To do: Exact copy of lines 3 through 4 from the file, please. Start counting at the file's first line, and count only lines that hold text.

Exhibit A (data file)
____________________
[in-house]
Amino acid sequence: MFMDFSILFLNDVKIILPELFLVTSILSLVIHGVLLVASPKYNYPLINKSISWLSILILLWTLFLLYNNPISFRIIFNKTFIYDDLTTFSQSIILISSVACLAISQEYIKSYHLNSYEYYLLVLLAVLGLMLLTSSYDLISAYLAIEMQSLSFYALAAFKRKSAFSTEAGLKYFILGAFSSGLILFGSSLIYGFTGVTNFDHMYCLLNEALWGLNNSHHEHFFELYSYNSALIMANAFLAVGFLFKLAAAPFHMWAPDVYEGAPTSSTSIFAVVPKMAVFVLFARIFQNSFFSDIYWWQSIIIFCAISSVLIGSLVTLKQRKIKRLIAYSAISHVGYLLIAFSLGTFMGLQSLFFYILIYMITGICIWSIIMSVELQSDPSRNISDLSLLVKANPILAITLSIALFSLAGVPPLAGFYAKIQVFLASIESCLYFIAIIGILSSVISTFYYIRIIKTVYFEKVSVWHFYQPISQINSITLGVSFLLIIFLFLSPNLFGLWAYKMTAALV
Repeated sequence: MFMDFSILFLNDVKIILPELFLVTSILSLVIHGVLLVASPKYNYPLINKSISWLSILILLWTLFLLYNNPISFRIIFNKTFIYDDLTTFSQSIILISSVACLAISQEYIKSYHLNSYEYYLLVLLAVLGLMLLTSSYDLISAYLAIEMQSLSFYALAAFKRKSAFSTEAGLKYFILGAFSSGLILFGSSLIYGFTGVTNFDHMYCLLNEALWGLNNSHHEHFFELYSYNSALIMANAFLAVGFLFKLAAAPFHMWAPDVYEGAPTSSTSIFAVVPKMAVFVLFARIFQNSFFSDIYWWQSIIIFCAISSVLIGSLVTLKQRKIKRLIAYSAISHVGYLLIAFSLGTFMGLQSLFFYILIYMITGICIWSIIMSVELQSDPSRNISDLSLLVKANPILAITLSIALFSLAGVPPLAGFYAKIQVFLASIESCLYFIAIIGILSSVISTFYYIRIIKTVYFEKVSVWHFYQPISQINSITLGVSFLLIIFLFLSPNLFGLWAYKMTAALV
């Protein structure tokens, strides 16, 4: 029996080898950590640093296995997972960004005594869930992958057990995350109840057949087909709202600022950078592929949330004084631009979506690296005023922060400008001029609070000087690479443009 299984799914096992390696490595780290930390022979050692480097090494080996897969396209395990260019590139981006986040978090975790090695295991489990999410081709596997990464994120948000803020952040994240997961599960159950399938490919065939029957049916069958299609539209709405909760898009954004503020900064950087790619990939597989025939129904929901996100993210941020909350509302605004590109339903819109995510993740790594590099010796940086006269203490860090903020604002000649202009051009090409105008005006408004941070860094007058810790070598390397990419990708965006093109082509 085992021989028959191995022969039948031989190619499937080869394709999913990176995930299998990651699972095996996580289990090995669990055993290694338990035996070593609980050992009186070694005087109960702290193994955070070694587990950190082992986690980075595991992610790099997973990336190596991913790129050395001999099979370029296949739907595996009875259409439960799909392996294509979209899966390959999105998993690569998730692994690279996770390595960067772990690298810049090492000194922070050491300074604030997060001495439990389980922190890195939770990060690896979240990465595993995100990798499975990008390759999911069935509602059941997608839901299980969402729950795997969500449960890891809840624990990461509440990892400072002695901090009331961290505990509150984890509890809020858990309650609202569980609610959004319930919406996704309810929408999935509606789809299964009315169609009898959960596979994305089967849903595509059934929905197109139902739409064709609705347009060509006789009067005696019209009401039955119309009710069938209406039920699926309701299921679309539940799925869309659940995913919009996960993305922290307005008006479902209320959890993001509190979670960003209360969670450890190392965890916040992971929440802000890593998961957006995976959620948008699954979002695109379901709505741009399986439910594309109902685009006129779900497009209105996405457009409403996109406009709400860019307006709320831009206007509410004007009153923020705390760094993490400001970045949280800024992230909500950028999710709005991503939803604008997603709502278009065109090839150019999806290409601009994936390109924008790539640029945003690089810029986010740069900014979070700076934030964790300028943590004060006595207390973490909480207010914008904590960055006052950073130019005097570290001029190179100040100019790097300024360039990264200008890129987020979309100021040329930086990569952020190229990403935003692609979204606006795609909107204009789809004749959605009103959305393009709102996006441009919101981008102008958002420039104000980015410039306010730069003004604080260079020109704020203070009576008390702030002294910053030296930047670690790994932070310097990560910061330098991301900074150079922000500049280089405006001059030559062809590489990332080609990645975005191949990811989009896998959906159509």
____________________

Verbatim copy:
Repeated sequence: MFMDFSILFLNDVKIILPELFLVTSILSLVIHGVLLVASPKYNYPLINKSISWLSILILLWTLFLLYNNPISFRIIFNKTFIYDDLTTFSQSIILISSVACLAISQEYIKSYHLNSYEYYLLVLLAVLGLMLLTSSYDLISAYLAIEMQSLSFYALAAFKRKSAFSTEAGLKYFILGAFSSGLILFGSSLIYGFTGVTNFDHMYCLLNEALWGLNNSHHEHFFELYSYNSALIMANAFLAVGFLFKLAAAPFHMWAPDVYEGAPTSSTSIFAVVPKMAVFVLFARIFQNSFFSDIYWWQSIIIFCAISSVLIGSLVTLKQRKIKRLIAYSAISHVGYLLIAFSLGTFMGLQSLFFYILIYMITGICIWSIIMSVELQSDPSRNISDLSLLVKANPILAITLSIALFSLAGVPPLAGFYAKIQVFLASIESCLYFIAIIGILSSVISTFYYIRIIKTVYFEKVSVWHFYQPISQINSITLGVSFLLIIFLFLSPNLFGLWAYKMTAALV
């Protein structure tokens, strides 16, 4: 029996080898950590640093296995997972960004005594869930992958057990995350109840057949087909709202600022950078592929949330004084631009979506690296005023922060400008001029609070000087690479443009 299984799914096992390696490595780290930390022979050692480097090494080996897969396209395990260019590139981006986040978090975790090695295991489990999410081709596997990464994120948000803020952040994240997961599960159950399938490919065939029957049916069958299609539209709405909760898009954004503020900064950087790619990939597989025939129904929901996100993210941020909350509302605004590109339903819109995510993740790594590099010796940086006269203490860090903020604002000649202009051009090409105008005006408004941070860094007058810790070598390397990419990708965006093109082509 085992021989028959191995022969039948031989190619499937080869394709999913990176995930299998990651699972095996996580289990090995669990055993290694338990035996070593609980050992009186070694005087109960702290193994955070070694587990950190082992986690980075595991992610790099997973990336190596991913790129050395001999099979370029296949739907595996009875259409439960799909392996294509979209899966390959999105998993690569998730692994690279996770390595960067772990690298810049090492000194922070050491300074604030997060001495439990389980922190890195939770990060690896979240990465595993995100990798499975990008390759999911069935509602059941997608839901299980969402729950795997969500449960890891809840624990990461509440990892400072002695901090009331961290505990509150984890509890809020858990309650609202569980609610959004319930919406996704309810929408999935509606789809299964009315169609009898959960596979994305089967849903595509059934929905197109139902739409064709609705347009060509006789009067005696019209009401039955119309009710069938209406039920699926309701299921679309539940799925869309659940995913919009996960993305922290307005008006479902209320959890993001509190979670960003209360969670450890190392965890916040992971929440802000890593998961957006995976959620948008699954979002695109379901709505741009399986439910594309109902685009006129779900497009209105996405457009409403996109406009709400860019307006709320831009206007509410004007009153923020705390760094993490400001970045949280800024992230909500950028999710709005991503939803604008997603709502278009065109090839150019999806290409601009994936390109924008790539640029945003690089810029986010740069900014979070700076934030964790300028943590004060006595207390973490909480207010914008904590960055006052950073130019005097570290001029190179100040100019790097300024360039990264200008890129987020979309100021040329930086990569952020190229990403935003692609979204606006795609909107204009789809004749959605009103959305393009709102996006441009919101981008102008958002420039104000980015410039306010730069003004604080260079020109704020203070009576008390702030002294910053030296930047670690790994932070310097990560910061330098991301900074150079922000500049280089405006001059030559062809590489990332080609990645975005191949990811989009896998959906159509």